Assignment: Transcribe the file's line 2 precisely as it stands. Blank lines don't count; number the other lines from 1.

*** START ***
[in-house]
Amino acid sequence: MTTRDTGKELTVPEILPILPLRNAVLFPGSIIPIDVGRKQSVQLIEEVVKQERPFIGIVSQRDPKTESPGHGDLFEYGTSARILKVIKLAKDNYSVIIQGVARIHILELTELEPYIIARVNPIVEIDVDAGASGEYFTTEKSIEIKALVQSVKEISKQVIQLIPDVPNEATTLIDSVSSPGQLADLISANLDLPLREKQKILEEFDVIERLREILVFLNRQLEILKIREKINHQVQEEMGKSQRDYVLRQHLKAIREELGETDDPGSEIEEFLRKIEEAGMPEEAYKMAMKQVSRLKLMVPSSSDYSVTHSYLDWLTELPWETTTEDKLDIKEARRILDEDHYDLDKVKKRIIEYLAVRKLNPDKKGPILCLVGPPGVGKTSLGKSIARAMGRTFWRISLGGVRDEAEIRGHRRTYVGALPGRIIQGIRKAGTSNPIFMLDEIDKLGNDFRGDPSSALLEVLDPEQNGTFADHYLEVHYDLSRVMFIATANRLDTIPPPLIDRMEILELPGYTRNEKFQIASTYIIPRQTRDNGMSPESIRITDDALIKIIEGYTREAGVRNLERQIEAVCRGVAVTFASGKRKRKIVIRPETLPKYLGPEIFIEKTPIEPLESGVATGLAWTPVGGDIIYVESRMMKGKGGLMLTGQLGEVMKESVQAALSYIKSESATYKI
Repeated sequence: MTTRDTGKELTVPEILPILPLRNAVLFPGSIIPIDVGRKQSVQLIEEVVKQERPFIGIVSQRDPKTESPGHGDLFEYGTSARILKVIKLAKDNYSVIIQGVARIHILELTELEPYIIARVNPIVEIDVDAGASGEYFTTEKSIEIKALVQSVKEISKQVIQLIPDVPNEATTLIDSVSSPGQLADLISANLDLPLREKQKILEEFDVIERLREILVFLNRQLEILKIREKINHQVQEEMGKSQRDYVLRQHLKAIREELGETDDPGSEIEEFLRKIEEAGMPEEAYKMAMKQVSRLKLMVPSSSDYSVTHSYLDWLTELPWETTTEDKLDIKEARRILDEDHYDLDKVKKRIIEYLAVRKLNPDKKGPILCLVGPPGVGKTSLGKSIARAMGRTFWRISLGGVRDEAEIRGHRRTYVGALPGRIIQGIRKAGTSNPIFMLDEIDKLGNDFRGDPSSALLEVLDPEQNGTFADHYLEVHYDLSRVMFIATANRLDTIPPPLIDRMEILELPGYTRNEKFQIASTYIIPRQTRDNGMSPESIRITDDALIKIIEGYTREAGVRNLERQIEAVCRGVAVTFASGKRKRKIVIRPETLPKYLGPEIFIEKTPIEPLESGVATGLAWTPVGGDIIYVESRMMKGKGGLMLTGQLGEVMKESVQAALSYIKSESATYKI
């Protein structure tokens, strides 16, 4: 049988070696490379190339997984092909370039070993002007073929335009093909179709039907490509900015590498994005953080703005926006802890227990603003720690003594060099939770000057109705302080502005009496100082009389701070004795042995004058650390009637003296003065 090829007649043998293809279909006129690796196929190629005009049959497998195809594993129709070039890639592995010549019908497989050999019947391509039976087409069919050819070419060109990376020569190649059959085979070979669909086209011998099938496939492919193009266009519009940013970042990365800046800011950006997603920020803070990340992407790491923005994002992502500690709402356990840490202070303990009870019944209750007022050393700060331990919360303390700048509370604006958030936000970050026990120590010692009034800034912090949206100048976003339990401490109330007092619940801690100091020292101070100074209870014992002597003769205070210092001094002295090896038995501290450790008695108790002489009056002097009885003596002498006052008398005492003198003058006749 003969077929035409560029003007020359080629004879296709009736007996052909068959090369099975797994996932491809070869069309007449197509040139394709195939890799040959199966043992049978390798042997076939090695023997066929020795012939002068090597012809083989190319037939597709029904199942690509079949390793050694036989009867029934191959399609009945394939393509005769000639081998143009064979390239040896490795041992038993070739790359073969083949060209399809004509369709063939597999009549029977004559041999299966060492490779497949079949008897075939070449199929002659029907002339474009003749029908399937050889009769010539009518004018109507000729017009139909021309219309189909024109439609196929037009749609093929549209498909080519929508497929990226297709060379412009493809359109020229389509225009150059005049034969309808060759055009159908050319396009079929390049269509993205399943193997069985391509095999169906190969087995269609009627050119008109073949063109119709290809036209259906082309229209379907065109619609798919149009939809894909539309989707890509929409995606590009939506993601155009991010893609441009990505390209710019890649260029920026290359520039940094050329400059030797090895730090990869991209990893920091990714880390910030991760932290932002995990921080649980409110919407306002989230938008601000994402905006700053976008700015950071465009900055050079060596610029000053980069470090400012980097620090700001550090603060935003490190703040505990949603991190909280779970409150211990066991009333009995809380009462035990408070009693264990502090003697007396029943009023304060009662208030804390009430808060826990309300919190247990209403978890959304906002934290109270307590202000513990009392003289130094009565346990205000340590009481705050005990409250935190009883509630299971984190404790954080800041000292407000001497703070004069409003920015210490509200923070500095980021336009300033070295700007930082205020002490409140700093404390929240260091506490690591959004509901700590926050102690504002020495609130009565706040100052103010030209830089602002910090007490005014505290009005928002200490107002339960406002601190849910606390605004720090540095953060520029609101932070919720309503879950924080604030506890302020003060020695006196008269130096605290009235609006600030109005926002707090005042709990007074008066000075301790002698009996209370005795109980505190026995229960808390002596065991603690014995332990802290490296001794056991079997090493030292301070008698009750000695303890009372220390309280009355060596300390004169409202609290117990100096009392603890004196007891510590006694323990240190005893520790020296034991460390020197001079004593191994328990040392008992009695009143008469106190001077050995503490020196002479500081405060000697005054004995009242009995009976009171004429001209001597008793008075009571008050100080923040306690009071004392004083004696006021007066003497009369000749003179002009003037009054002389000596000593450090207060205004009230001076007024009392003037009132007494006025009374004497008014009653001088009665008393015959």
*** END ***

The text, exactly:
Amino acid sequence: MTTRDTGKELTVPEILPILPLRNAVLFPGSIIPIDVGRKQSVQLIEEVVKQERPFIGIVSQRDPKTESPGHGDLFEYGTSARILKVIKLAKDNYSVIIQGVARIHILELTELEPYIIARVNPIVEIDVDAGASGEYFTTEKSIEIKALVQSVKEISKQVIQLIPDVPNEATTLIDSVSSPGQLADLISANLDLPLREKQKILEEFDVIERLREILVFLNRQLEILKIREKINHQVQEEMGKSQRDYVLRQHLKAIREELGETDDPGSEIEEFLRKIEEAGMPEEAYKMAMKQVSRLKLMVPSSSDYSVTHSYLDWLTELPWETTTEDKLDIKEARRILDEDHYDLDKVKKRIIEYLAVRKLNPDKKGPILCLVGPPGVGKTSLGKSIARAMGRTFWRISLGGVRDEAEIRGHRRTYVGALPGRIIQGIRKAGTSNPIFMLDEIDKLGNDFRGDPSSALLEVLDPEQNGTFADHYLEVHYDLSRVMFIATANRLDTIPPPLIDRMEILELPGYTRNEKFQIASTYIIPRQTRDNGMSPESIRITDDALIKIIEGYTREAGVRNLERQIEAVCRGVAVTFASGKRKRKIVIRPETLPKYLGPEIFIEKTPIEPLESGVATGLAWTPVGGDIIYVESRMMKGKGGLMLTGQLGEVMKESVQAALSYIKSESATYKI